2020
Rediscovering God after a Serious Brain Injury

“Rediscovering God after a Serious Brain Injury,” Ensign, February 2020

Digital Only: Young Adults

Rediscovering God after a Serious Brain Injury

My brain injury made it hard for me to feel God’s presence, but that didn’t mean He wasn’t there.

Praying to the Lord

Posed by model

My mom gave me some wise life advice once: “You definitely need to make a plan and then go about accomplishing that plan. Just trust that it will change over and over again.”

Well, on one November morning, my life plan definitely changed more than I could have ever imagined.

I was scheduled for a very minor and routine same-day surgery. Everything went smoothly—until I woke up. I found myself with an extreme stutter, a lack of remembering pretty much anything, a lot of confusion, and a brain that just wasn’t functioning as it should.

It seemed that my ability to communicate had suddenly been taken away. It hurt to think, talk, be awake, breathe, see, and hear, all at the same time. I experienced extreme headaches and high emotions. My doctors found that my brain was swollen, but they had no clue why.

After several visits and tests, the doctors still could not determine what caused the reaction. The neurologist decided we would treat it as a brain injury and that hopefully with time it would heal. He wasn’t sure if it would take two months, a year, or even a lifetime. The reality was there was nothing more to be done but wait and see how things went.

I felt afraid, confused, and angry all in an instant after that news. I couldn’t believe it. I needed to move back home to be taken care of. And as a young single adult used to doing everything on my own, I wasn’t happy about that.

My family and I were all in shock. No one seemed to know how to handle my new situation, so I turned to prayer. I prayed and prayed, but I realized that the state of my brain made it so much harder to feel Heavenly Father near or the quiet whisperings of the Spirit.

However, as I prayed on one particular night, I put forth whatever faith was left in me. And I felt the Spirit pierce through all the fear, anxiety, and confusion to remind me of what I knew about God’s nature. I began to remember His plan, how He works in my life, and how to determine whether the thoughts and feelings in my heart and mind came from Him, myself, or Satan.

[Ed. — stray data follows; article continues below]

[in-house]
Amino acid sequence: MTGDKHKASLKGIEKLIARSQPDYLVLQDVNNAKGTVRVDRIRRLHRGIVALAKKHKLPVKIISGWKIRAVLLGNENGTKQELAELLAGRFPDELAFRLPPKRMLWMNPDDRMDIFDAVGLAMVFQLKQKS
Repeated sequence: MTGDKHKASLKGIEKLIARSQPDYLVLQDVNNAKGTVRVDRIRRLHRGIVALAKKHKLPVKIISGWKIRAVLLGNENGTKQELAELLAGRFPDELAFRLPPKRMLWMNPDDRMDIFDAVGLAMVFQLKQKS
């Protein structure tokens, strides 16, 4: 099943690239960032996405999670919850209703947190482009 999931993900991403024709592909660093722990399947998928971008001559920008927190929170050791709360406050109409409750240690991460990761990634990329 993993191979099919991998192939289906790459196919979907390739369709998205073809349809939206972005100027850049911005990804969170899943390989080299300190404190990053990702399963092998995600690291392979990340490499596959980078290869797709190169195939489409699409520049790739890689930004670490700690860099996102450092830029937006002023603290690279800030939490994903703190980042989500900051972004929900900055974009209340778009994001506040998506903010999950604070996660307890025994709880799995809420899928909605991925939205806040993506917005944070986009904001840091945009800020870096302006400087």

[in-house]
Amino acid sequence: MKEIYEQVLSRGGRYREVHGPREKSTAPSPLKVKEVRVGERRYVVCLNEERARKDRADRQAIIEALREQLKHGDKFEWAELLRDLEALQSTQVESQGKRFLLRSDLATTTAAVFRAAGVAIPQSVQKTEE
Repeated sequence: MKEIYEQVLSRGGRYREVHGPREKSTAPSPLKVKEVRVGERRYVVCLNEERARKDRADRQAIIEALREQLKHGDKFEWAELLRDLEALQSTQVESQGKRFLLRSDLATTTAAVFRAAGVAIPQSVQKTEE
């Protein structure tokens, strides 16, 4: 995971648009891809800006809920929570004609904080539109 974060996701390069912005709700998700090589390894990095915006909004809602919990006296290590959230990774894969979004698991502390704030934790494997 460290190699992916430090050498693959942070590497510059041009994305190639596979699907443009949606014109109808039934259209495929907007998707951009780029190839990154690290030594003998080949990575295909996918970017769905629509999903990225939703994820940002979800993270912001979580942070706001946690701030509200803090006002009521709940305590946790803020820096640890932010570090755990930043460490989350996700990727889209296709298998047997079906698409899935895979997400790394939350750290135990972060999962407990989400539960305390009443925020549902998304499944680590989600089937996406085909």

It was a challenge, but as I knelt pleading with Heavenly Father, I could feel Him near again. I knew He was there, even when I could not feel it. I realized if God is the same yesterday, today, and forever, then His love, mercy, and kindness are infinite toward me and all His children. It was miraculous! All of my fears and doubts and anger and confusion fled in an instant. I knew then that I could get through this and anything else that was thrown my way.

It’s been over a year now since that fateful surgery. It’s still hard, and I’m struggling to work with my physical limitations, but I know God’s hand is in my life. Every time things get overwhelming, I turn to Him and He sends His Spirit to remind me of His constant love.

He is in all our lives. His Spirit can and will pierce through the hardest of days and the darkest of nights if we choose to have faith in Him. And His Son, our Savior, can give us strength that will enable us to climb our own personal mountains and find joy on the way.

The advice my mom once gave me has proven to be true. My life plans changed more than I could have imagined. But because I have studied the nature of God and have come closer to Him through this trial, I know I can trust Him and His plan for me more than the plan I had for myself. Even though I have no clue how things are going to work out 90 percent of the time, He knows. He is constant and He is kind. Plans may change, but He surely doesn’t.